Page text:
Solar Eclipse 2019 Date and Time: The last solar eclipse of the year will be an annular eclipse falling on December 26 over the Eastern hemisphere of the earth. People from India, Saudia Arabia, Qatar, Malaysia, Oman, Singapore, Sri Lanka, Marina Islands, and Borneo will be able to see the celestial event, which is also known as the “ring of fire”.
What is the annular solar eclipse and “ring of fire”
A solar eclipse happens when the Moon comes between the path of the Sun and the Earth, casting its shadow on the planet. The upcoming solar eclipse is an ‘annular’ eclipse which is quite different from a total solar eclipse. While in the latter, the moon completely blocks the Sun, in an annular eclipse, the moon blocks the Sun from the centre but leaves the rims visible. Thus creating a “ring of fire”.
At this time of the year, the moon is furthest away from the Earth. Thus, its apparent size in the sky is not large enough to completely cover the Sun. So, it creates an annular solar eclipse or the “ring of fire” instead of a total solar eclipse. The upcoming celestial event will also be witnessed as a partial solar eclipse in other parts of the world including the Middle East, the Indian Ocean, north-western Australia, and southern and eastern parts of Asia.
December 26 annular eclipse sighting in India
The annular solar eclipse of December 26 will begin approximately 180 kilometres west of Dammam in eastern Saudi Arabia, reported Eclipseportal. In India, the eclipse will reach from the west coast of Southern India and the path will cross in a south-easterly direction.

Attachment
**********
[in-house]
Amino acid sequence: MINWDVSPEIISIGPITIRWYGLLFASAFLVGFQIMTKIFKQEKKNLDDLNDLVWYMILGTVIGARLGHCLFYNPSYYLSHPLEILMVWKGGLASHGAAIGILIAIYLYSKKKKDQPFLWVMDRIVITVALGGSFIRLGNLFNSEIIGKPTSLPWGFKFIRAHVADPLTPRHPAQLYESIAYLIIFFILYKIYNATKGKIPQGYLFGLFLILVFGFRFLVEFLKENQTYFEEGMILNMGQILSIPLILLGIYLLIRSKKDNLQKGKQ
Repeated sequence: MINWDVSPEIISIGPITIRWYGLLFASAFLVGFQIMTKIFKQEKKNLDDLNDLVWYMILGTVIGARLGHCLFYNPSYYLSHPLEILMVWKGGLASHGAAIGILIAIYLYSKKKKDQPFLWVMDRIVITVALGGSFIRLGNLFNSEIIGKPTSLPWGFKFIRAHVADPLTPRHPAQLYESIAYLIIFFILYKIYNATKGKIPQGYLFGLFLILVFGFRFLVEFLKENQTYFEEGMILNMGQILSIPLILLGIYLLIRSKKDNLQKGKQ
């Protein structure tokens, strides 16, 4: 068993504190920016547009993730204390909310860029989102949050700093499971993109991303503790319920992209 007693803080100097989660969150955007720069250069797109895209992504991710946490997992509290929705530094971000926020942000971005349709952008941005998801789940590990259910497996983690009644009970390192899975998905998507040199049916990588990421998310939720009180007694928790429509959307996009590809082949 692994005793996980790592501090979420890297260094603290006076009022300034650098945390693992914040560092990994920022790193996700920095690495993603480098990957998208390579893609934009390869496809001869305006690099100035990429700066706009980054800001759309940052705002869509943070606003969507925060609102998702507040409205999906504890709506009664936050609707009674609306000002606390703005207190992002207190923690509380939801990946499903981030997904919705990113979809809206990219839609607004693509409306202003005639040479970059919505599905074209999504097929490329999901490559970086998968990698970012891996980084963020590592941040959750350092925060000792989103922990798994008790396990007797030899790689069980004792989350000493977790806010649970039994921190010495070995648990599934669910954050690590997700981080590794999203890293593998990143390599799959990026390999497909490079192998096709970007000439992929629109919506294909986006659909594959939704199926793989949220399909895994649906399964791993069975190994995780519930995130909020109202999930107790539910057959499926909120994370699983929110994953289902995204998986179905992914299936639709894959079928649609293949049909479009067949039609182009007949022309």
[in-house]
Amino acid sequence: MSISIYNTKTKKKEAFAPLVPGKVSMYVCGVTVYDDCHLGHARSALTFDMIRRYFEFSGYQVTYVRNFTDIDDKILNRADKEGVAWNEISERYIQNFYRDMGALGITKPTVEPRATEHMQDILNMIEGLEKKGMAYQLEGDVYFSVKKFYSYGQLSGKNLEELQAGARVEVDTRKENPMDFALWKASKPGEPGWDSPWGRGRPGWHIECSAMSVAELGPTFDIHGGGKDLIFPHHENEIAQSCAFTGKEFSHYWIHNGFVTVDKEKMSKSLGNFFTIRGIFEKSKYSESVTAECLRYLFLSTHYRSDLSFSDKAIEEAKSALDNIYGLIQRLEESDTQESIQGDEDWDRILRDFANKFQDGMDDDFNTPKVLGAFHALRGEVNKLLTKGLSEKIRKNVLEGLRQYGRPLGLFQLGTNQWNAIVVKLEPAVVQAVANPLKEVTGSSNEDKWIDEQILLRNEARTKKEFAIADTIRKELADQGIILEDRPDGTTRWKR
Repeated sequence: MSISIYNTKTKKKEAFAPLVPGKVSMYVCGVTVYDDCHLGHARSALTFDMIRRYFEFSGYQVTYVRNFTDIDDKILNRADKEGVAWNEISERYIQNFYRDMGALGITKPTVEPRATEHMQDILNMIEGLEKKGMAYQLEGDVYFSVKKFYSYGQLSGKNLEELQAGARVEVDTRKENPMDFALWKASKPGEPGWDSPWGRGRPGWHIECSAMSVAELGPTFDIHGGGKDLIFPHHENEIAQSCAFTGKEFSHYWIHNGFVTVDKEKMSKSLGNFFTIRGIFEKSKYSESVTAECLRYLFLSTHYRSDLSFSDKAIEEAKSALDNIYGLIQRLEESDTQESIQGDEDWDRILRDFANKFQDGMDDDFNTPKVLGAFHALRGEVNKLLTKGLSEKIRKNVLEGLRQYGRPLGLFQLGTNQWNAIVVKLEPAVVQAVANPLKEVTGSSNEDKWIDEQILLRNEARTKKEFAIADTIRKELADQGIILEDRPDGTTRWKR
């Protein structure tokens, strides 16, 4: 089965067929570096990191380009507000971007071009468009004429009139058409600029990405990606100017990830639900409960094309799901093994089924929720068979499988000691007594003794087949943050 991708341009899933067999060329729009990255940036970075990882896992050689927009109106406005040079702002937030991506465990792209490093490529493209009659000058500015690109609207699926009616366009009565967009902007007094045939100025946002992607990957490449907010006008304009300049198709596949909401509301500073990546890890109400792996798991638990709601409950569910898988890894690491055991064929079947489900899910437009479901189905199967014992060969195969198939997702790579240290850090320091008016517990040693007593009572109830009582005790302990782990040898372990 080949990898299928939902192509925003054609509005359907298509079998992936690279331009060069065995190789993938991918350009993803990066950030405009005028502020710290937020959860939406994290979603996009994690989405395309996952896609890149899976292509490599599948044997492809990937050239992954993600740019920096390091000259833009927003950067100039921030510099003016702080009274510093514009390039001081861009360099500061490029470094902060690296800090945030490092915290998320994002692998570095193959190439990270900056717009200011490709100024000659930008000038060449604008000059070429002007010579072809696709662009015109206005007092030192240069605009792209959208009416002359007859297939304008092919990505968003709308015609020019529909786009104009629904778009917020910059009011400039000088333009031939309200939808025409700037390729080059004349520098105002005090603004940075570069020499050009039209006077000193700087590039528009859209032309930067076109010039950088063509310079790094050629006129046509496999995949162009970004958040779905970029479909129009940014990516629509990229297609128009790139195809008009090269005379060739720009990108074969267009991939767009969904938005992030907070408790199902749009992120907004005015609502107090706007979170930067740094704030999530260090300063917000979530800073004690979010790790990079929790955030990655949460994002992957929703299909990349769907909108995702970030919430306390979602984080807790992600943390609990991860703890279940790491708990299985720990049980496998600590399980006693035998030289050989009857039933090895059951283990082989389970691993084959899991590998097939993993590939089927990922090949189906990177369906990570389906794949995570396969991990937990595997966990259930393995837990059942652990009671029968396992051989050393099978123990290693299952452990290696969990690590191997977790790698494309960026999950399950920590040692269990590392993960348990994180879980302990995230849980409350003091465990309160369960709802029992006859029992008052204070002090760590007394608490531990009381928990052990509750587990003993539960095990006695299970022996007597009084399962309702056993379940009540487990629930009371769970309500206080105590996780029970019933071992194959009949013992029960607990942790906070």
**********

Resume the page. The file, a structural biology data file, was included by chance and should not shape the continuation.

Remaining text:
Based on NASA’s map on the December 26 eclipse, Coimbatore will be the first major city to see the annular eclipse. Other cities on the path across Karnataka, Kerala, and Tamil Nadu will also be able to see the “ring of fire”.
Eclipse timing in India
The partial eclipse will begin at 8:04 am when the moon touches the sun’s edge, the Hindu reported. The annular phase starts at 9:24 am and the full eclipse will be visible by then. The maximum eclipse will start at 9:26 am when the moon is closest to the centre of the sun. The full eclipse will end by 9:27 am and by 11:05 am, the moon will leave the edges of the Sun, ending the partial eclipse.
If you are in a part of the world where you can directly witness the solar eclipse, do not try to see it with naked eyes. It is recommended to use only solar eclipse glasses instead of ordinary sunglasses or polaroid filters.